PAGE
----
Project Main Details
We will need you to submit an audition to be considered for this batch of books. We will be assigning books to talents Thursday morning. The original due date we gave for the book to be completed was October 31st, the delivery due date has changed to November 7th. We will need you to be available between now and November 17th for this project.
If you have not recorded an audio book please let us know-
Specs for final audio :
Sample Rate: 44.1hkz / mono / 16-bit .wav files
Levels: The voiceover audio should hit -6 db to -4 db on average, with an RMS of -18 db.
Mic Chain Processing: DO NOT compress or limit the microphone chain. Bypass all processing.
Mic Placement: Pay attention to the placement of your microphone and your distance from it so the sound will be consistent throughout the book. Record a short narration match file and refer to it for volume and consistency of microphone presence.
No Delivery File Processing: DO NOT compress, gate, or use noise reduction on audio files. Never use any gates or downward expansion. 2012-10-17 20:54:00 GMT 2012-10-19 18:00:00 (GMT -07:00) Mountain Time (US & Canada) Yes (click here to learn more about ) Closed 0 0 0 direct invitation(s) have been sent by the voice seeker resulting in 0 audition(s) and/or proposal(s) so far. Voice123 SmartCast is seeking 200 auditions and/or proposals for this project (approx.) Invitations sent by SmartCast have resulted in 0 audition(s) and/or proposal(s) so far.
She smiled and tapped the side of her goggles with a finger. “I’m not blind. I can do needlework. I suffer a condition of the eyes that allows me to see with perfect clarity in darkness but which causes me great pain in daylight or in the presence of gas lamps. I would be entirely incapacitated without these glasses.”
“Ah. Good!” I said, before hastily correcting myself. “Er, that you’re not blind, I mean! Is it—is it a congenital condition?”
“Quite so, Reverend. I was born with it.” She made a gesture that indicated her entire body. “As for the rest, a childhood accident is to blame—a chance occurrence, or perhaps it was the will of God, or maybe I was responsible for some misdeed in a past life and am now suffering a natural retribution. I suppose I must have done something very bad to have been thus punished!”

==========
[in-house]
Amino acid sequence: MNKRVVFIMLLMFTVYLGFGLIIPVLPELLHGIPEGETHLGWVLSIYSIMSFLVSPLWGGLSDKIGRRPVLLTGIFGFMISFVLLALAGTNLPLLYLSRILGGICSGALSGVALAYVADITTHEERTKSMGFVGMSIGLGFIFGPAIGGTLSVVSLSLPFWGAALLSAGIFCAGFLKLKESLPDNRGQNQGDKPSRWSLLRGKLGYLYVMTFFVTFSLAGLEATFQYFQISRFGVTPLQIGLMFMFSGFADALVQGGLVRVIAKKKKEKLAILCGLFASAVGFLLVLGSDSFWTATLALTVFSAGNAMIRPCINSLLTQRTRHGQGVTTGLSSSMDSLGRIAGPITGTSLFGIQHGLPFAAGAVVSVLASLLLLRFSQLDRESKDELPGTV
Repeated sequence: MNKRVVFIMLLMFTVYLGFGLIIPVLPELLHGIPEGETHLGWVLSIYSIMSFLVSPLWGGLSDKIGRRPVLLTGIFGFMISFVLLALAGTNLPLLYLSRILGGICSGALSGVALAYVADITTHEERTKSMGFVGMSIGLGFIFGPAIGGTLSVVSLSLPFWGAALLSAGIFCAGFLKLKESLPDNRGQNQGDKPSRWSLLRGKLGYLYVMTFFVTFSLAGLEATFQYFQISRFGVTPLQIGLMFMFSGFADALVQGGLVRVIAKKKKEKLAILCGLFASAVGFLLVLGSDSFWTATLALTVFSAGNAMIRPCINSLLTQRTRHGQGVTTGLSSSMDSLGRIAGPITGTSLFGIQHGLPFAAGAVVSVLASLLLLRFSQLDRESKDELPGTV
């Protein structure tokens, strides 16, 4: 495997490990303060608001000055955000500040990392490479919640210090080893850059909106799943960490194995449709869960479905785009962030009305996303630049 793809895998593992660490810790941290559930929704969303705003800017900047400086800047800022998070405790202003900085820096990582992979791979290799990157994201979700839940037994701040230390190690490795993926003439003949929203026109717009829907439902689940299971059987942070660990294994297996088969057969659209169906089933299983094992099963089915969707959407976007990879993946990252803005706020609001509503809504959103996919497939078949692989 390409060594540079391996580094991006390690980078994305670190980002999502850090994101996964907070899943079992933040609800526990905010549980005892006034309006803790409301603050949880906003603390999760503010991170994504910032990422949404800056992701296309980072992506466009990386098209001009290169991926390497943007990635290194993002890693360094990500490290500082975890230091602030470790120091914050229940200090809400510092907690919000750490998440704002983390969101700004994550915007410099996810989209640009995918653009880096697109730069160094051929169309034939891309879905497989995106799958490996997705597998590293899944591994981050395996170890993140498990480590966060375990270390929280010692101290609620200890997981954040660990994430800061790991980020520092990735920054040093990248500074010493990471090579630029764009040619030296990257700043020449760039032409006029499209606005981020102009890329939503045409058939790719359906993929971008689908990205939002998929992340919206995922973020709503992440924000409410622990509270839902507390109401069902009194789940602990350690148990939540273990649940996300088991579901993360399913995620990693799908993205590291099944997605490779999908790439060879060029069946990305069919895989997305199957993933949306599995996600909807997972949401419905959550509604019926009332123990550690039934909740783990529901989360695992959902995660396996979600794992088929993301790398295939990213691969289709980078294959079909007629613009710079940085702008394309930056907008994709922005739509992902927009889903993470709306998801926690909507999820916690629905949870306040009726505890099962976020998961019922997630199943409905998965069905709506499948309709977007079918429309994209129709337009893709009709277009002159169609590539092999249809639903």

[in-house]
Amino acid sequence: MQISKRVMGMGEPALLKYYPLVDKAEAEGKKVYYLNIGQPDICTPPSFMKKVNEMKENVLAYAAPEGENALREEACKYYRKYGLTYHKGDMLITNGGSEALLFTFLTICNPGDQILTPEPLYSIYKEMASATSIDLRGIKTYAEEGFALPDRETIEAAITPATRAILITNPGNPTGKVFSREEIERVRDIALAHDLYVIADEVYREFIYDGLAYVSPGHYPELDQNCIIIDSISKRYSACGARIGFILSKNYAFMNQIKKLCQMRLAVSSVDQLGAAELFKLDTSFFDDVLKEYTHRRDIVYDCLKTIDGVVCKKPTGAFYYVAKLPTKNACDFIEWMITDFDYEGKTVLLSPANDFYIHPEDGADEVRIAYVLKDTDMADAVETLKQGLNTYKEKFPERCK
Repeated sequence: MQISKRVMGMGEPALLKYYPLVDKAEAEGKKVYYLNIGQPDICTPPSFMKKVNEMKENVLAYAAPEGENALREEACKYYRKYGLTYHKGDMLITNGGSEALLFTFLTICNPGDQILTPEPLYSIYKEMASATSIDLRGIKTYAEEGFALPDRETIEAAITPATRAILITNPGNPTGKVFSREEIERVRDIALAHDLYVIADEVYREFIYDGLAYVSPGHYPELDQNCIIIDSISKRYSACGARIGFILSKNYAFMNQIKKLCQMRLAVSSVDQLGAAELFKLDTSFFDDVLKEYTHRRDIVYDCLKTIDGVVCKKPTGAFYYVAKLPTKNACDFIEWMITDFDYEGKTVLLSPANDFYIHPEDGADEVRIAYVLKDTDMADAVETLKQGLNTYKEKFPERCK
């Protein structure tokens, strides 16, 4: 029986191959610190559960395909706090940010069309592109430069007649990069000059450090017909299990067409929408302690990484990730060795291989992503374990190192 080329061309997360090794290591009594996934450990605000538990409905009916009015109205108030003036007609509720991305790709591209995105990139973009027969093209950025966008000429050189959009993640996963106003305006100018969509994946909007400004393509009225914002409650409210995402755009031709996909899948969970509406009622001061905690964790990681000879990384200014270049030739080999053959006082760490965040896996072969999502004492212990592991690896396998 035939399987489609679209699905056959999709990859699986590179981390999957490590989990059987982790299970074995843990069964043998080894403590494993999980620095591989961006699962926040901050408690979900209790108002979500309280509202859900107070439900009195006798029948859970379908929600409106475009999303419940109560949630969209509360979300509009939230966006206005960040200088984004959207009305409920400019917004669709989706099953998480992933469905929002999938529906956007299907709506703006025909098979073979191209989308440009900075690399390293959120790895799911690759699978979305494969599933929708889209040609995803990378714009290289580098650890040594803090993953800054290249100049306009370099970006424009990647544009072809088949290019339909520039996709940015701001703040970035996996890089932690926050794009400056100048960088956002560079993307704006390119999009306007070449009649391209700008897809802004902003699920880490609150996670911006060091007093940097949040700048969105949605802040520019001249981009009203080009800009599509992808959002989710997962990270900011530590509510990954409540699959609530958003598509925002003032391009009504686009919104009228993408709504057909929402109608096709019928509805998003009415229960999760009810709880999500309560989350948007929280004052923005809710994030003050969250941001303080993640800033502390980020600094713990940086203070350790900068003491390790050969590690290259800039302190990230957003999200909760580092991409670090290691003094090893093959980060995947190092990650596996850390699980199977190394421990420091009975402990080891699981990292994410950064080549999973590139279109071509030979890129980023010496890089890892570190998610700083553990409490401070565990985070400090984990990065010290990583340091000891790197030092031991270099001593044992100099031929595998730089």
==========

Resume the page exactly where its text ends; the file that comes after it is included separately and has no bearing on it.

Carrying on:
Startled by this statement, I replied, “You refer to the Buddhist belief in reincarnation, and in reaping what you sow over the course of multiple lifetimes?”
She nodded. “They call it karma. But I was merely being facetious. I don’t really believe in it—I’m a strictly practical sort. Supernatural and theological explanations for the world and our existence in it interest me only in so far as they might give hints of forgotten scientific knowledge. I mean no offence.”
“None taken! I’m not so dyed in the wool that I would deny a person the right to question the veracity or usefulness of the Christian faith—or any other creed, for that matter. I was simply taken aback that you know of Buddhist beliefs, that is all.”
“Because I appear a down-and-out, and you therefore presumed me ill-informed about such matters?”
I hesitated, feeling rather disoriented by the strange conversation that had come out of nowhere to interrupt my morning studies. “Forgive my forthrightness,” I said, “but yes, you do have the air of a beggar about you, and I’ve never heard a man or woman of that unfortunate class speak as you do.”
“Class! It is not a class, sir! It is misfortune and adverse circumstances that cause a person to fall to this state, not inherited qualities of character!”
I shifted from one foot to the other, a vicar made awkward and embarrassed by a vagrant, and stuttered, “Of c-course. Forgive me. It was a bad choice of—of—of words. I meant nothing by it. I appear to have jumped to conclusions about you on sight and now find that all of them are wrong. You are obviously not at all what I took you to be. May I—may I ask your name?”
“I am Clarissa Stark.”
“Would you care to come in, Miss Stark? I’m moved to hear your story, and I have a thick vegetable soup on the stove. It won’t take long to heat up. We’ll forego the needlework. The people of this town are used to seeing me in frayed shirts. They’d be confused if I presented them with otherwise.”
“Thank you, Reverend—?”
I ushered her through to my small kitchen and she sat at the table while I put a flame under the soup and set some water to boil. Later, if I could do so without sounding impolite, I’d offer her the opportunity to wash.
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